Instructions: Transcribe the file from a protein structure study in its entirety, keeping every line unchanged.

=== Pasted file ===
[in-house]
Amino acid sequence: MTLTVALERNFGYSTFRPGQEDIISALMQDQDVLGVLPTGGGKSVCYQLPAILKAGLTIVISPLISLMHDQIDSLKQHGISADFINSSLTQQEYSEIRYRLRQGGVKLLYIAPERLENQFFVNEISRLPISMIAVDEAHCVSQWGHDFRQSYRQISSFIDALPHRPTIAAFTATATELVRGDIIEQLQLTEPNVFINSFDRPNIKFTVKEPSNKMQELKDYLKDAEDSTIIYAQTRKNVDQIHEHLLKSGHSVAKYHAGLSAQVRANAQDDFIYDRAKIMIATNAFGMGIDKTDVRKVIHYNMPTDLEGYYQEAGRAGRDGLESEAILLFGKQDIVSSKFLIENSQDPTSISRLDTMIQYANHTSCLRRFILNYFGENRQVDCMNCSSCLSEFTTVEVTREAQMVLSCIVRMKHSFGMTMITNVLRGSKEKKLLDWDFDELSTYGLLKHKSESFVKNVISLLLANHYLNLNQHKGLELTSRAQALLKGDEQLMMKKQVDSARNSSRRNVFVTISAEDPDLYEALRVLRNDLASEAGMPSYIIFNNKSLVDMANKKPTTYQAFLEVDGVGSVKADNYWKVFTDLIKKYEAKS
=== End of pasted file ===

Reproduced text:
[in-house]
Amino acid sequence: MTLTVALERNFGYSTFRPGQEDIISALMQDQDVLGVLPTGGGKSVCYQLPAILKAGLTIVISPLISLMHDQIDSLKQHGISADFINSSLTQQEYSEIRYRLRQGGVKLLYIAPERLENQFFVNEISRLPISMIAVDEAHCVSQWGHDFRQSYRQISSFIDALPHRPTIAAFTATATELVRGDIIEQLQLTEPNVFINSFDRPNIKFTVKEPSNKMQELKDYLKDAEDSTIIYAQTRKNVDQIHEHLLKSGHSVAKYHAGLSAQVRANAQDDFIYDRAKIMIATNAFGMGIDKTDVRKVIHYNMPTDLEGYYQEAGRAGRDGLESEAILLFGKQDIVSSKFLIENSQDPTSISRLDTMIQYANHTSCLRRFILNYFGENRQVDCMNCSSCLSEFTTVEVTREAQMVLSCIVRMKHSFGMTMITNVLRGSKEKKLLDWDFDELSTYGLLKHKSESFVKNVISLLLANHYLNLNQHKGLELTSRAQALLKGDEQLMMKKQVDSARNSSRRNVFVTISAEDPDLYEALRVLRNDLASEAGMPSYIIFNNKSLVDMANKKPTTYQAFLEVDGVGSVKADNYWKVFTDLIKKYEAKS